Plans to privatise speed cameras unveiled

 

The Government has released details of its plans to privatise the operation of speed cameras.

Minister for Transport Martin Cullen and Minister for Justice Michael McDowell issued a joint statement today in which they laid out the Government's plans to have speed cameras operated by private companies in a bid to cut the number of deaths and injuries on the road.

The plans were approved last week by the Cabinet after consultation with the Working Group on the use of speed cameras.

This groups, chaired by the Department of Justice, Equality and Law Reform and made up of representatives of the Department of Transport, the Garda Síochána and the National Roads Authority, recommended using private sector companies to run the cameras to increase compliance with speed limits and to reduce speeds at locations with a history of frequent accidents.

Up to 600 cameras will be located throughout the country. Some of these will be high-visibility deterrents, while others will be hidden from sight.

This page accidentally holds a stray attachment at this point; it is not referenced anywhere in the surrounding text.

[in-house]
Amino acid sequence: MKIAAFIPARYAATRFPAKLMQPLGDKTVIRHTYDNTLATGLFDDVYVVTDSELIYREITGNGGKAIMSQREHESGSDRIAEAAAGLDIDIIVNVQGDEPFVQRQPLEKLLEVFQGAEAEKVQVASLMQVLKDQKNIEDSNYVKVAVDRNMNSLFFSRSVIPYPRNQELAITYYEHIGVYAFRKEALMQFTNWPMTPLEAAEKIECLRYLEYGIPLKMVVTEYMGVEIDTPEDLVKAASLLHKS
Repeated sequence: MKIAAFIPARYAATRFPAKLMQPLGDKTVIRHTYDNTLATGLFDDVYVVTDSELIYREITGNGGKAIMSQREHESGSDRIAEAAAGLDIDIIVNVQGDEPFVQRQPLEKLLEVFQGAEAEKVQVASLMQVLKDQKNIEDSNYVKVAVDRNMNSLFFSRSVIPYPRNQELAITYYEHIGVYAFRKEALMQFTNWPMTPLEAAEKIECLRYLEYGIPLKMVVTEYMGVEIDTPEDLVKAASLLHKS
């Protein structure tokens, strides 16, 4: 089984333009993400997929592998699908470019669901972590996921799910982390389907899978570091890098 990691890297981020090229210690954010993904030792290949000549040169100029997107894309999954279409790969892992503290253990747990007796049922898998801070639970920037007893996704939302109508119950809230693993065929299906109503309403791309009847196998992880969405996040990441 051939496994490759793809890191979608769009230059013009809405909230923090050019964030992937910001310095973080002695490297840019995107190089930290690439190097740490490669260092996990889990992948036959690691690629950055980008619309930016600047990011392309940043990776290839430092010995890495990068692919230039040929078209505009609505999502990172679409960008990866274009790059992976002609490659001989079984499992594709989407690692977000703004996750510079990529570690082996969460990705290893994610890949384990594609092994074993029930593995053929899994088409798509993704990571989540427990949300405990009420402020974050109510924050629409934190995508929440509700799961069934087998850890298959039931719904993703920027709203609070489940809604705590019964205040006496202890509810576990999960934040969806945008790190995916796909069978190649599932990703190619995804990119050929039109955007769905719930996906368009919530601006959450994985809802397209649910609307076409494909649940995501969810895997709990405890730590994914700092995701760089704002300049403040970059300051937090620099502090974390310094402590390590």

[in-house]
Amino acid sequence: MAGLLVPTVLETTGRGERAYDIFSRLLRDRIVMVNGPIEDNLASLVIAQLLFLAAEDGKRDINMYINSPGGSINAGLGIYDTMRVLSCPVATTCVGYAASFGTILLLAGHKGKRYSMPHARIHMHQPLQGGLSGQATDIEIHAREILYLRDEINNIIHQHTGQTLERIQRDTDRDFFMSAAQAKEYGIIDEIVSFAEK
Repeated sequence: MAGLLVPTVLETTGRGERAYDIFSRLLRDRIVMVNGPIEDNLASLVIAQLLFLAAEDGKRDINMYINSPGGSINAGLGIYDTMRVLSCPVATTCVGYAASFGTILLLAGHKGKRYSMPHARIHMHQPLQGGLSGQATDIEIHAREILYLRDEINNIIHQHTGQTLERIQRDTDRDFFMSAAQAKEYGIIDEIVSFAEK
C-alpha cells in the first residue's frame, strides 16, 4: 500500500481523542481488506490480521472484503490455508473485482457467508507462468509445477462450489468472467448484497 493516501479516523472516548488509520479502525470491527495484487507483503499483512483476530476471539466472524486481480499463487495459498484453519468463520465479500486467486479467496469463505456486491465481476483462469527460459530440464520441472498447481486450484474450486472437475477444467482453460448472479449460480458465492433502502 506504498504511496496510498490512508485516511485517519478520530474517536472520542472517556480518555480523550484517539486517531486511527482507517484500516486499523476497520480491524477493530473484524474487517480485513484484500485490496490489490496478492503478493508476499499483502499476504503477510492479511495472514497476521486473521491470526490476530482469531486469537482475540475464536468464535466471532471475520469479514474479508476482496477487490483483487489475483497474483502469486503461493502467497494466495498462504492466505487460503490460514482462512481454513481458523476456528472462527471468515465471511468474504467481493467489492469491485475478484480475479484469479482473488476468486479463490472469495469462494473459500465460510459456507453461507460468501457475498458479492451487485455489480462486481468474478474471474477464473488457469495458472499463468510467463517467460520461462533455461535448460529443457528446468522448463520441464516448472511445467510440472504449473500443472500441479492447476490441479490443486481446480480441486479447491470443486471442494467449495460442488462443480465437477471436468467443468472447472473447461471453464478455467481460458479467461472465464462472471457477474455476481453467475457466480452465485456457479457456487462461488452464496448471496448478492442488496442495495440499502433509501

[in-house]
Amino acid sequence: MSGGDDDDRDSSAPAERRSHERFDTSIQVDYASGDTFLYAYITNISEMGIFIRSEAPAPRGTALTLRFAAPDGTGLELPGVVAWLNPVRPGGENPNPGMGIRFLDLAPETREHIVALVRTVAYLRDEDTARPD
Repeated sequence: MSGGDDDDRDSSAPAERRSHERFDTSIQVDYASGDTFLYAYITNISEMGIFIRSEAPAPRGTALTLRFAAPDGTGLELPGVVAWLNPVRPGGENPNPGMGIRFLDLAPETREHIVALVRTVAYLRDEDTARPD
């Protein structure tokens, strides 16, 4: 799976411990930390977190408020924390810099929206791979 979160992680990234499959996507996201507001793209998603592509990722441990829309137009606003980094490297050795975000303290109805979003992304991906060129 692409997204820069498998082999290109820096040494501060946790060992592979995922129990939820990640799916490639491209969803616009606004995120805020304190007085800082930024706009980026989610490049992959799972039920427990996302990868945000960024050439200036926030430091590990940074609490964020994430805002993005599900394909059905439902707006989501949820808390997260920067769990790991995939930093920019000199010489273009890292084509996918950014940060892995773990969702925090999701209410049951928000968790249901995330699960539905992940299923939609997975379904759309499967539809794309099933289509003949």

The Government insists the priority for the cameras will be accident prevention rather than revenue generation.

Mr Cullen said the decision to privatise the operation of speed cameras was a key part of the Government's 2004-2006 Road Safety Strategy.

"In proceeding to legislation for privatised speed cameras, our objectives are clear. If we are to save lives and reduce injuries, speed cameras must be located at accident blackspots and overall operational responsibility must rest with the Gardaí."

The report also recommended that there should be more speed checks at weekends than on weekdays and more checks between midnight and 3.00am than at other times.

Around half of speed checks will be carried out on national and non-national roads, with less than three per cent on motorways and dual carriageways.

"As well as making a significant contribution to road safety, this initiative will release Garda resources to concentrate their enforcement efforts on other motoring offences which cause death and destruction on our roads such as drink driving," said Mr McDowell.